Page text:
Open Access

Hedgehog signalling in colon cancer and stem cells

Alberto Gulino, Elisabetta Ferretti, Enrico De Smaele

Author Affiliations

  1. Alberto Gulino (alberto.gulino{at} *,1,2,
  2. Elisabetta Ferretti1 and
  3. Enrico De Smaele1
  1. 1Department of Experimental Medicine, Sapienza University, Rome, Italy
  2. 2Neuromed Institute, Pozzilli, Italy
  1. *Tel: +39 06 4464021; Fax: +39 06 4461974
View Abstract


The participation of the HH pathway in colon cancer has remained controversial. In this issue, Varnat et al (2009) demonstrate that HH signalling is essential for human colon cancer growth, recurrence, metastases and stem cell expansion. This closeup by Gulino et al discusses the paper and its implications.

Colorectal cancer (CC) is a common cancer worldwide, but despite the overall therapeutic improvements, there is still a high disease‐related mortality (∼33%). In order to predict which patients would benefit from a specific treatment, there is a great need to improve our knowledge of the molecular mechanisms leading to tumour formation and progression.

In this issue of EMBO Molecular Medicine, Varnat et al demonstrate the essential role of the HEDGEHOG‐GLI (HH‐GLI) signalling pathway in human colorectal cancer (CC) and its stem cells, making this pathway a therapeutic target in colon carcinogenesis.

The adult intestinal epithelium is made of repeated units with one crypt of Lieberkühn and an associated flat absorptive surface in the case of the colon, or a villus in the case of the small intestine (Fig 1). The crypt is the proliferative compartment that harbours, at its base, actively dividing multipotent stem cells (reviewed in Humphries & Wright, 2008). Transit amplifying cells derived from the proliferative compartments, migrate towards the top of the crypt and differentiate into four mature epithelial intestinal lineages: one absorptive (the enterocytes) and three secretory types (Goblet cells, enteroendocrine cells and Paneth cells). The human intestinal epithelium renews itself every 5 days, following apoptosis and exfoliation of the differentiated epithelial cells. Colon epithelial stem cell proliferation and cell lineage differentiation must be tightly regulated; unbalanced cell proliferation and reduced differentiation rate of the epithelial colon cells lead to cancer transformation (Humphries & Wright, 2008).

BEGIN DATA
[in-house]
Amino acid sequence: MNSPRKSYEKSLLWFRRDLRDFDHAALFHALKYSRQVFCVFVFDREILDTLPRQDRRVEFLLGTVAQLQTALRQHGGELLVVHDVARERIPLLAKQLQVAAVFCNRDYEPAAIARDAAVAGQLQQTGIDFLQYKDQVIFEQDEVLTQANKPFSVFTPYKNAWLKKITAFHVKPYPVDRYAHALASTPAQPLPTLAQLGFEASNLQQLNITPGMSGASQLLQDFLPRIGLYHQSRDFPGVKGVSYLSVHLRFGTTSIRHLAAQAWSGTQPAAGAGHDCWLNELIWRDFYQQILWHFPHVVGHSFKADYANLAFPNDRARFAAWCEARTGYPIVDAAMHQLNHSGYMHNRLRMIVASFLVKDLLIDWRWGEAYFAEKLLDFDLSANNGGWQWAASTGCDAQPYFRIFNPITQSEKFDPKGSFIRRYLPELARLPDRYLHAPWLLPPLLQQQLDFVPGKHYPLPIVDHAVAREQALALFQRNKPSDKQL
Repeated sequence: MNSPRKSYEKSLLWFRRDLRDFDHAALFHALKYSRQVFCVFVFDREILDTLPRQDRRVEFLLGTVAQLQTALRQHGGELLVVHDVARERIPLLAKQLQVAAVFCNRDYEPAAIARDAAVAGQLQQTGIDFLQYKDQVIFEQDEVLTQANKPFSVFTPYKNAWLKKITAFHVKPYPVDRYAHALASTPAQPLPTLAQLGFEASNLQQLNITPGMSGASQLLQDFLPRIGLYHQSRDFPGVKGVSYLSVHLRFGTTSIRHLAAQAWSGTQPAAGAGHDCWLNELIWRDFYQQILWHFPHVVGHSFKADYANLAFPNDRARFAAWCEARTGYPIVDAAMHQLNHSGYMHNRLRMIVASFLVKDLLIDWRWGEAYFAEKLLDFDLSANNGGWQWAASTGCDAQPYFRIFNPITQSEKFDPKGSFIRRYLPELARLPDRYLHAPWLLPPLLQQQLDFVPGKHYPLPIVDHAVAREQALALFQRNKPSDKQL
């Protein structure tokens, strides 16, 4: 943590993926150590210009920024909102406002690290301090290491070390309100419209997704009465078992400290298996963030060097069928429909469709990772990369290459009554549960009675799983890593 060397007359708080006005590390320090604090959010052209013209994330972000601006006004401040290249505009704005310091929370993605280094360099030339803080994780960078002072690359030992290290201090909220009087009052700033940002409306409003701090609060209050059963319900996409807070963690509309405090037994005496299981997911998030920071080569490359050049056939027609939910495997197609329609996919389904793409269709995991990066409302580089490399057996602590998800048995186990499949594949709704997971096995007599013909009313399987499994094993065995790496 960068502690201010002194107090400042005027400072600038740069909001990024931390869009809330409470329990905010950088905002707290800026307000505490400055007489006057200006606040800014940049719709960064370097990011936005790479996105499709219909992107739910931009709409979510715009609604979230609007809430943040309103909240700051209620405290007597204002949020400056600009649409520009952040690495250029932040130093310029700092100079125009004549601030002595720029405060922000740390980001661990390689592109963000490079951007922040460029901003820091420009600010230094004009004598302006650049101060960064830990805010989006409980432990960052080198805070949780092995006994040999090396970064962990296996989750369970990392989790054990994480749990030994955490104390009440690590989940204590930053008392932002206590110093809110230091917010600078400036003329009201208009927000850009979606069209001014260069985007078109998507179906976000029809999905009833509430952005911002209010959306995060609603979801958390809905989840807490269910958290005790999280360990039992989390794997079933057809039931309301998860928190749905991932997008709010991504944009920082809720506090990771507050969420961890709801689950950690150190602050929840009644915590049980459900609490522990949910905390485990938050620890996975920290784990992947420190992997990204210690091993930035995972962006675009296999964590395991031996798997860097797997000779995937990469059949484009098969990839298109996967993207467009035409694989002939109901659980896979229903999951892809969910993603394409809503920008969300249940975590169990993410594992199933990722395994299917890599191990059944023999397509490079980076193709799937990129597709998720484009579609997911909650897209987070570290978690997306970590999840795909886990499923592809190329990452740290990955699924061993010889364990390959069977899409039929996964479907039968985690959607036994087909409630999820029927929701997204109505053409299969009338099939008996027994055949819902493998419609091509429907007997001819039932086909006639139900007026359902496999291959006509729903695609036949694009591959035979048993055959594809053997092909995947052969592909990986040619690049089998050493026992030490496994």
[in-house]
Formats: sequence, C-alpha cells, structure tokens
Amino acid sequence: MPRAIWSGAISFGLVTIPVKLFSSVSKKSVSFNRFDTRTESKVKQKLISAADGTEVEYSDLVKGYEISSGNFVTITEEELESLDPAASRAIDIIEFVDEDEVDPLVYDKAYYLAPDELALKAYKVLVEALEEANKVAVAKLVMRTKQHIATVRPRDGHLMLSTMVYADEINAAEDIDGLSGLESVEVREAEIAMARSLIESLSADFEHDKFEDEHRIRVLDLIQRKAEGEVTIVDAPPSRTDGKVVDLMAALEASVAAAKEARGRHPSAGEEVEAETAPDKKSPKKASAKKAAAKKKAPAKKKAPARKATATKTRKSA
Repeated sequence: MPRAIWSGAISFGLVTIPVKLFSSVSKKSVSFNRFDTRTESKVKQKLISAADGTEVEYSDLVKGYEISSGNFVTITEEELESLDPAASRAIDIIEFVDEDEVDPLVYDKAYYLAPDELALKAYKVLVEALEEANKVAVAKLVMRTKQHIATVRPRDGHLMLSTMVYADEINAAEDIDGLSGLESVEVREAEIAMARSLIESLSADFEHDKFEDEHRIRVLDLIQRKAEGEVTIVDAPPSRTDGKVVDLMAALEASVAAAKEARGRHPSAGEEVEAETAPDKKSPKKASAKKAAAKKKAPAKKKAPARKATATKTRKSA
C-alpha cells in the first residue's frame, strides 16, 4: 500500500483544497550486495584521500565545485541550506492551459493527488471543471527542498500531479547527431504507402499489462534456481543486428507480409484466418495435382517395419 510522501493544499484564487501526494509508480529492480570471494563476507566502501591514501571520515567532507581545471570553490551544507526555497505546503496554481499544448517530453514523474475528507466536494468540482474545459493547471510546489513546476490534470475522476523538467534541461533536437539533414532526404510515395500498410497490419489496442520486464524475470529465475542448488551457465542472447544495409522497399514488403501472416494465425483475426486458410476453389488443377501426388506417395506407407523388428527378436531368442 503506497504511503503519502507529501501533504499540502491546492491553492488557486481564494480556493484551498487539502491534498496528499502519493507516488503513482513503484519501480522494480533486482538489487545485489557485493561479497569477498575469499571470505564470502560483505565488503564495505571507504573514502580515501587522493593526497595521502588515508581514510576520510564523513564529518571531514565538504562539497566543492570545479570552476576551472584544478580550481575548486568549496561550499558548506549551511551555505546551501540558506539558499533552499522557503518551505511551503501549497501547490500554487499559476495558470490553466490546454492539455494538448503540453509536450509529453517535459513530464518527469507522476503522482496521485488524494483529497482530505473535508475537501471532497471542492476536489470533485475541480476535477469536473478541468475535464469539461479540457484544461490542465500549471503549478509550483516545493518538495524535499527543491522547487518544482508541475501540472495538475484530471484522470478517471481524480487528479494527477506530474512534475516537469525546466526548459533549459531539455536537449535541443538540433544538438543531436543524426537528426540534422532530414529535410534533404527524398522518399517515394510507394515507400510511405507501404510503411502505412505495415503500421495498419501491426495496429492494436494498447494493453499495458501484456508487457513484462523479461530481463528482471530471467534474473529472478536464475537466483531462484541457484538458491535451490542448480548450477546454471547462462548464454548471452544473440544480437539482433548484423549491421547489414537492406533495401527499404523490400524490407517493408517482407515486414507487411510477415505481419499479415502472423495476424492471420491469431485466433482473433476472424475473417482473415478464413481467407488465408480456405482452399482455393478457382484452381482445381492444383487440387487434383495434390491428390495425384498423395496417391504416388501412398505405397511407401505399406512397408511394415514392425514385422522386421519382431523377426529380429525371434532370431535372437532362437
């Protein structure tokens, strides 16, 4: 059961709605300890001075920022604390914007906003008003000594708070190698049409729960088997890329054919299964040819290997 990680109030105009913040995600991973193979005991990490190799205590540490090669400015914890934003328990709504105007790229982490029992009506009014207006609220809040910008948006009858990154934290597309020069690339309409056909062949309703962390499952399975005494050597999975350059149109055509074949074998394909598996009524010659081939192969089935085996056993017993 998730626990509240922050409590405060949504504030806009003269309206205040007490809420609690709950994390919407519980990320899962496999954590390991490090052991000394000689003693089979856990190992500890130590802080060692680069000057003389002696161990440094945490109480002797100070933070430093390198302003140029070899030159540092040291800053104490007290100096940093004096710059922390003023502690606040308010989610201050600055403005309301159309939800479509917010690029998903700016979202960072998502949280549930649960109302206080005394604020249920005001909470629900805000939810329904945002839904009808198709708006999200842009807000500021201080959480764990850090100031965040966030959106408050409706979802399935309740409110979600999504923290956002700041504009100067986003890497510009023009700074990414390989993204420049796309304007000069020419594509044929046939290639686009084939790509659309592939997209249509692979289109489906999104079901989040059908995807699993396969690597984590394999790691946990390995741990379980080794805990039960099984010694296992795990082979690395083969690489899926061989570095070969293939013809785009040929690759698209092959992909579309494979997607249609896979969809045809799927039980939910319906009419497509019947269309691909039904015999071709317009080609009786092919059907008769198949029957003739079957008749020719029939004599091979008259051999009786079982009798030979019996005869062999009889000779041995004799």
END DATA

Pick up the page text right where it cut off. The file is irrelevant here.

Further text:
Figure 1.

The fate of intestinal stem cells in colon differentiation and cancer.

  • A. Stem cells reside at the bottom of the intestinal crypt (on the left), just above or intermingled with the Paneth cells, where they divide asymmetrically and give rise to a new stem cell and an epithelial progenitor (early progenitor) which will in turn generate the various differentiated cell types of the mature colon epithelium (on the right).

  • B. HH in colon cancer: CSCs exhibit active HH‐GLI signalling, which is also present in the bulk tumour. HH‐GLI signalling further increases in metastatic cells and such an increase correlates with the number of CSCs present in the tumour mass.

In CC, as in most tumour types, the traditional model of tumourigenesis, based on the concept that cancer originates from any cell which, through stochastic genetic events, acquires uncontrolled proliferation and reduced apoptosis, had been challenged a few years ago by the cancer stem cell (CSC) model (Visvader & Lindeman, 2008). This hypothesis suggests that colon tumours are generated and maintained by a subset of undifferentiated cells (the CSCs), able to self‐renew and differentiate into the bulk tumour population. In favour of this hypothesis, researchers have identified specific human CC initiating cell population(s) within the tumour mass, that express particular stem cell markers as CD133 (reviewed in Ricci‐Vitiani et al, 2008). Interestingly, these cells exhibit most of the properties of the multipotent stem cells residing in the intestinal crypt (Fig 1) (Humphries & Wright, 2008) that we discussed above. As in other cancer types, early progenitor or stem cells seem to be the target of oncogenic transformation and therefore, the identification of the molecular pathways that are involved in the maintenance and proliferation of this stem cell compartment, is critical for the development of appropriate therapeutic strategies. Activation of the HH pathway is an important event in many types of human cancer as well as in the maintenance and proliferation of stem cells (Varjosalo & Taipale, 2008). In this issue of EMBO Molecular Medicine, Varnat et al have explored the role and relevance of HH signalling in the tumour epithelia of CCs and in its CD133+ CSCs.